A book about betrayal, A Change of Climate lets us into the lives of the Eldred family – Ralph, Anna and their children, and Ralph’s sister Emma. Brought up by deeply religious and incredibly rigid and intolerant parents, young Ralph was blackmailed into a life he didn’t want by his father’s threats to his sister’s dreams. Living a life of dutiful charity, sent first as missionaries to South Africa under apartheid and now back in rural Norfolk, what little the Eldreds have has always been shared with whatever ‘visitors’, thought of by the family as Sad Cases and Good Souls, have been sent their way by the charitable trust Ralph heads. But their life is one in which many things go unsaid, and the cracks are finally starting to show.
Opening with the funeral of Emma’s married lover, it soon becomes apparent to Ralph that Emma’s ‘secret’ wasn’t much of a secret at all – known by absolutely everyone but just never really spoken about or acknowledged. Much like the tragedy that befalls Ralph’s family in Africa, never talked of and so never allowed to heal. It takes another betrayal made public for the Eldreds to face the truth of their lives, but will their marriage survive?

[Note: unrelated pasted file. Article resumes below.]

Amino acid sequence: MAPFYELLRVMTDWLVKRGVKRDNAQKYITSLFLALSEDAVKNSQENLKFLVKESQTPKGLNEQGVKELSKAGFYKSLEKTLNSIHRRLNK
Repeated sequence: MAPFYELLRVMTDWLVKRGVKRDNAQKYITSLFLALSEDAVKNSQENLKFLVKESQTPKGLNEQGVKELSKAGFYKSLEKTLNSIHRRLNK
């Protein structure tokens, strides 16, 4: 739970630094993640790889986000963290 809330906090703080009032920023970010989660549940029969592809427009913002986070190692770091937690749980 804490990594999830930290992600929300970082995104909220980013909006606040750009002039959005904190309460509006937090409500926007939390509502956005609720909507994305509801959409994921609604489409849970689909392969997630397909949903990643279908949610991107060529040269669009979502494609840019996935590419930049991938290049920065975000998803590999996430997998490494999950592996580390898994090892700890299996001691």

A Change of Climate was a quiet little book which felt, on the face of it, as though nothing much had happened while actually there’d been quite a lot. Writing about very self-contained, stoic people could be boring but never was, with Mantel excelling at repressed people.
While I didn’t enjoy this anywhere near as much as her others (although to be fair I’ve only read those of her Cromwell trilogy that have been published so far), I enjoyed it enough to know that I’ll happily pick up another non-Cromwell Mantel the next time I come across one.